Later, in the 1990s, you had the central business association led by Tanny Berg who had plans to gentrify this place and turn it into a destination with bars and a nightlife and he started calling this whole place Union Plaza based on the Union Depot. That’s a relatively new name. And so now the city is saying it’s not called Barrio Duranguito, its called Union Plaza.
Names and terrains have always been contested. That’s part of the identity of a place and that’s also part of the struggle. We are trying to revive what the neighbors themselves call it. But in fact, if you go back to 1827, it was called Ponce de Leon Rancho and it was the first land grant on this side of the river. In 1873, when El Paso was first incorporated, Duranguito was designated the First Ward. There’s an older parcel where the Chamizal or the Segundo Barrio used to be, that, it could be said, was the first, but it was still on the Mexican side of the border at that time. So in 1873, this became the first land grant on the El Paso side. And when they first broke ground, there were a lot of adobe structures that were designed to protect themselves from the Apaches. So that was also contested terrain. And even the Apaches were themselves contesting this place. There is archaeological evidence all around of Pueblo-style sedentary communities. So really, this is part of a long, long, history of contestation. But this isn’t the kind of history the City feels like it can promote.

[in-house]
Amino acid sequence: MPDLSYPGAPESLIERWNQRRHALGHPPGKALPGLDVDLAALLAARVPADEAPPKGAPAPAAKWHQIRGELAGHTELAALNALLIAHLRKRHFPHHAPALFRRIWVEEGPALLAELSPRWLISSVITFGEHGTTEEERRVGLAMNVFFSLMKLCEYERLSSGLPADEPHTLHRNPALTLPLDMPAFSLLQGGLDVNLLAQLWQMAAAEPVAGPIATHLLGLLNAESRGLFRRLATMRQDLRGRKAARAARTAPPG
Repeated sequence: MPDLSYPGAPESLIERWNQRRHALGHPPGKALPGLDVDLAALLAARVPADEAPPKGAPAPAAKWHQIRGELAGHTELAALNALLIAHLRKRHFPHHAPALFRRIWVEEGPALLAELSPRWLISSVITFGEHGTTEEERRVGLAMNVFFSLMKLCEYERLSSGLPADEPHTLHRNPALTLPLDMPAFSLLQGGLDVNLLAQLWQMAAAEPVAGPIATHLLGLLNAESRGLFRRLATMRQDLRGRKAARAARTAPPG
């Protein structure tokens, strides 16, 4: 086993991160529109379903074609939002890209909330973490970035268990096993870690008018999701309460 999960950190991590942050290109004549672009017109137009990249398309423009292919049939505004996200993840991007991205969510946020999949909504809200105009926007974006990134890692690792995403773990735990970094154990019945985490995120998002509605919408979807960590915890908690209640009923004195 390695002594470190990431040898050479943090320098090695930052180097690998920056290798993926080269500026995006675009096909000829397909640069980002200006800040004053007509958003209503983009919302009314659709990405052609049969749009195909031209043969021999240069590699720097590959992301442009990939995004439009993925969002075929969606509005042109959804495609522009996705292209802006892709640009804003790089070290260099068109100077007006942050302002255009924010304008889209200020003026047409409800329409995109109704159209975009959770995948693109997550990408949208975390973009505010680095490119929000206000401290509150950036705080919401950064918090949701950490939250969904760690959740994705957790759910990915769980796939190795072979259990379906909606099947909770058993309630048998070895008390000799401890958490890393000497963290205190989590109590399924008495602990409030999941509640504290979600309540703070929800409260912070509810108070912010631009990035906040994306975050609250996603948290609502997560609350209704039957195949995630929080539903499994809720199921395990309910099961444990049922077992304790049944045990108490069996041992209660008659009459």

Thanks to a Justice Department mandate from 1953, the U.S. Customs and Border Protection can now detain and search people within 100 air miles from the actual border. With over 40,000 agents, it’s now the largest federal law enforcement agency. Every year, its agents interact with 27 million people at both permanent and temporary checkpoints.
For the Texas Observer, Melissa del Bosque writes about the U.S. Customs and Border Protection’s expansion, its overreach, and current attempts to reign it in. Bosque details the way the agency routinely detains American citizens without having to explain why, searches our cars with no warrants, and operates with little oversight. Yet its reach keeps expanding. If you drive within 100 miles of the border on a road that leads to an official border crossing, you better watch out, because if the patrol barks at you the wrong way, you could be detained for a while. And for what?